Posts Tagged with "Arithmetic"

problem120

Project Euler 120: Finding the maximum remainder when (a − 1)^n + (a + 1)^n is divided by a^2

Saturday, October 27, 2012

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Problem 120 of Project Euler is back in the very mathy part of the questions. Or at least the part where I have been able to find a pretty mathy solution for the problem. It readsLet r be the remainder when (a-1)n + (a+1)n is divided by a2. For 3 ≤ a ≤ 1000, find ∑ rmax.If we wanted to brute force this, we would have to investigate all values of a, as well as a whole lot of values of n for each a. So likely it would be a rather big problem space to search through. So let us look at the polynomial expression on the left (a-1)n + (a+1)n.

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uva10055header

UVa 10055: Hashmat the brave warrior

Thursday, July 5, 2012

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In problem 10055 at the UVa online judge, we are asked to help Hashmat, the brave warrior, to decide whether he should fight against his opponents. We do that be calculating the difference between the number of Hashmat's soldiers and the number of his opponent's soldiers.The problem is an easy one, but has still eluded many. After little work we end up with an almost one-line solution.

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UVa 10783: Odd Sum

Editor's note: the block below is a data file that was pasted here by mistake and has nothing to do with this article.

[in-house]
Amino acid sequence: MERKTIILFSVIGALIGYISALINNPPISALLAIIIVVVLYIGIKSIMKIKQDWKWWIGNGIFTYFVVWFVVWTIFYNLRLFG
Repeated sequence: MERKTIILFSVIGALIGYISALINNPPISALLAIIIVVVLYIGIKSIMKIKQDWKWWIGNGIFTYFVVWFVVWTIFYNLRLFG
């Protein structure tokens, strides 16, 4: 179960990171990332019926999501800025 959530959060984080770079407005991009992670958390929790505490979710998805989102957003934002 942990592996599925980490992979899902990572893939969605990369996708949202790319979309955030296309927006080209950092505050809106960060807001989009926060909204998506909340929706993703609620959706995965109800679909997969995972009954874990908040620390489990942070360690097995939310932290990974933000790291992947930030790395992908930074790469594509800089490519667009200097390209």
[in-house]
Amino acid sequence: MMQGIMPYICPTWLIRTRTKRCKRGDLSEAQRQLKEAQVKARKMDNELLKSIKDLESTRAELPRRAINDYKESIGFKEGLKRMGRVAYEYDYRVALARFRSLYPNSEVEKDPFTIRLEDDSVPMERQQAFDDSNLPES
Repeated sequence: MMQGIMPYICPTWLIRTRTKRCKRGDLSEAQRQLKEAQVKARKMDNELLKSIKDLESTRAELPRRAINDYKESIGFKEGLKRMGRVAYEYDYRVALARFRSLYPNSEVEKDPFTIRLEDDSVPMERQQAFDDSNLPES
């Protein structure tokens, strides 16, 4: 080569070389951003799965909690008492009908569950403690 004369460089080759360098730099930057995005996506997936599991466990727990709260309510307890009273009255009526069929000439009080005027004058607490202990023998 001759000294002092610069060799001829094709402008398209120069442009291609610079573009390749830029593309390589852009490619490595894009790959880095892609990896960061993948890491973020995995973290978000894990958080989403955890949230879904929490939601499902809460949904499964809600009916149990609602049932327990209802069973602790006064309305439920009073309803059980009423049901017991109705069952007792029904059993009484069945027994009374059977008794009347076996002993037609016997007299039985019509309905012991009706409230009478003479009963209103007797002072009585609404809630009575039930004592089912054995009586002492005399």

Wednesday, June 13, 2012

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Problem 10783 at the UVa Online Judge, also known as Odd Sum, asks us to compute the sum of odd numbers in a given range. The problem is easy, but fun, and can be solved in a similar way to the first Project Euler problem. We start off by creating a straight-forward solution which unfortunately works due to small test cases. We do one minor optimization and then finally finish with a neat closed-form solution.

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prime

Project Euler 97: Find the last ten digits of the non-Mersenne prime: 28433 × 2^7830457 + 1

Saturday, May 19, 2012

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I am almost embarrassed to make a post about problem 97 of Project Euler which readsHowever, in 2004 there was found a massive non-Mersenne prime which contains 2,357,207 digits: 2843327830457+1. Find the last ten digits of this prime number.I decided to use the BigInteger class for solving this, so I didn't have to care about numerical issues. The only other insight that was needed was to use the ModPow method which takes the modulo along with the power instead of doing those seperatly.